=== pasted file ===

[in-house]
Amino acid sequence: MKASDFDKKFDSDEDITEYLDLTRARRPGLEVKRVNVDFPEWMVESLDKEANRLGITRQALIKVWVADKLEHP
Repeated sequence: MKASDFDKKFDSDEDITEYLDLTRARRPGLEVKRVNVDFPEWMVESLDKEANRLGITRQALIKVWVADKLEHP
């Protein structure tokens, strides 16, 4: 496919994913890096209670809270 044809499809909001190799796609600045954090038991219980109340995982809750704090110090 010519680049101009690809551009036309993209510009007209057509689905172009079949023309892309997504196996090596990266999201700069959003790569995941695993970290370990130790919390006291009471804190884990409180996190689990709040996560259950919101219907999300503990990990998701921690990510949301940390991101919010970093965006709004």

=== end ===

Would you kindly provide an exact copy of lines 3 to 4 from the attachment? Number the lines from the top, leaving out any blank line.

Repeated sequence: MKASDFDKKFDSDEDITEYLDLTRARRPGLEVKRVNVDFPEWMVESLDKEANRLGITRQALIKVWVADKLEHP
């Protein structure tokens, strides 16, 4: 496919994913890096209670809270 044809499809909001190799796609600045954090038991219980109340995982809750704090110090 010519680049101009690809551009036309993209510009007209057509689905172009079949023309892309997504196996090596990266999201700069959003790569995941695993970290370990130790919390006291009471804190884990409180996190689990709040996560259950919101219907999300503990990990998701921690990510949301940390991101919010970093965006709004």